Having the kind of experience that you have, seeing hundreds of brands over the years, what does it take to stand out as a brand? Any advice to young designers?  

Stay true to your DNA. You can’t be everything to everybody. Make sure you have a path and stick to it.

We like that you incorporated the word “experience.” It sounds like you approached the collection as a “brand.” In your point of view how do you define that experience?

I loved the idea of using the word “experience” as to not limit what my vision is. The experience for me comes from my everyday life. The great thing about partnering with is their trust and confidence in that vision.

Let’s get right to the collection. You kept your price points really reasonable. 

The experience of doing this collection was to make something affordable, take some risks and find like-minded resources to achieve this. I searched for smaller manufacturers, who were willing to take a risk on me and create quality over quantity.My goal is to make great product for everybody.

We see that you make a “sport-shirt.” What’s that?

It’s what I refer to our woven shirts as. Nothing fancy. I grew up referring to them as that. Guess I picked it up from my dad.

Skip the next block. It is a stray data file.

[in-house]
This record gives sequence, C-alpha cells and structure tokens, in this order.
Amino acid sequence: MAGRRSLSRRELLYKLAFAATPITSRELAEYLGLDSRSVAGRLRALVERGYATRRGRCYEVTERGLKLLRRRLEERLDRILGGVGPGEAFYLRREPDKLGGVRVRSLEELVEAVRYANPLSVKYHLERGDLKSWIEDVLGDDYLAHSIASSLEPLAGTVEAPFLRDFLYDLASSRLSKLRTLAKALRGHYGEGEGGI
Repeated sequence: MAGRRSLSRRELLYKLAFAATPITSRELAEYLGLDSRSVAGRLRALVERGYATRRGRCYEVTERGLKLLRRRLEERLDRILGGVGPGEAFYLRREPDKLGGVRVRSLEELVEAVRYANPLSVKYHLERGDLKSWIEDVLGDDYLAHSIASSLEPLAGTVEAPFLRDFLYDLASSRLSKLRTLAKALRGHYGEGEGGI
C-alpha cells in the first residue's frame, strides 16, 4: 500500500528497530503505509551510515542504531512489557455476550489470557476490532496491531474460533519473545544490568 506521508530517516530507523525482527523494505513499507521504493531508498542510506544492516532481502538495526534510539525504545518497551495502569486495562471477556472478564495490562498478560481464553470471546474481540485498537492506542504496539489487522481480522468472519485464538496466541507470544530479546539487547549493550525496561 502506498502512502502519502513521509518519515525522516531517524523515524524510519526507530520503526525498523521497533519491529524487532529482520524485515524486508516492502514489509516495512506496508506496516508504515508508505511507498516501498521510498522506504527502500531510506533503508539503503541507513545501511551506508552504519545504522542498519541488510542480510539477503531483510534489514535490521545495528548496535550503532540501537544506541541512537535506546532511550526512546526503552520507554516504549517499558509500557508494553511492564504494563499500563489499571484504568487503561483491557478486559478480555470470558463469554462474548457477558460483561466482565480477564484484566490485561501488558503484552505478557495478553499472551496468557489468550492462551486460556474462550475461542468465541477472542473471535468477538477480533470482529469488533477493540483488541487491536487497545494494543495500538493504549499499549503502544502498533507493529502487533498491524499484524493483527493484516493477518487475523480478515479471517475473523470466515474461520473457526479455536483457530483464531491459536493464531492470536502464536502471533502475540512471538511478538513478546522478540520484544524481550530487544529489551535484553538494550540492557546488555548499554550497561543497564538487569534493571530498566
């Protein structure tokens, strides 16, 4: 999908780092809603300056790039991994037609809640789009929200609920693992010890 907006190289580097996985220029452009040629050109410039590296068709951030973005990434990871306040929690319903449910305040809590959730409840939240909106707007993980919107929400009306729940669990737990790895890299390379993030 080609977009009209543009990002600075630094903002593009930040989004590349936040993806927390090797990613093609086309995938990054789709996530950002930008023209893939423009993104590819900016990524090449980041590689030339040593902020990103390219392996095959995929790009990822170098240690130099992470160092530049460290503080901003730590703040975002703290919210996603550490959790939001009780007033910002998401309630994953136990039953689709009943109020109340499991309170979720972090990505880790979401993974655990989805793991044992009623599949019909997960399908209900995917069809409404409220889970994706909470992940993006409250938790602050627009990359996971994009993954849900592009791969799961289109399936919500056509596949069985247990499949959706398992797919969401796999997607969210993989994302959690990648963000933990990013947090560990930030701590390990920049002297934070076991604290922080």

m.singer.eliWould you say your Dad was a dapper dude?

My Dad always had great taste, sometimes traditional, sometimes bold. He always made it work.

You also make killer jackets. What were you going for here? A bit of a retro look or more the idea of utility?  

Both jackets are made in cotton, but using two distinct washes and types. The inspiration came from a World War II flight deck jacket.

And what about the fit of your pants? Pants are notoriously difficult to perfect.

Agreed. It was very important to have a fit that was consistent. I intentionally used the same block (“Birdie”) for all my pants and shorts, with the exception of the “Holden” pant which is a bit slimmer.

What can we expect looking ahead?

Part of our first delivery was for early fall and we’ll build from that. I am looking to add color and sourcing more unique fabrics for next season.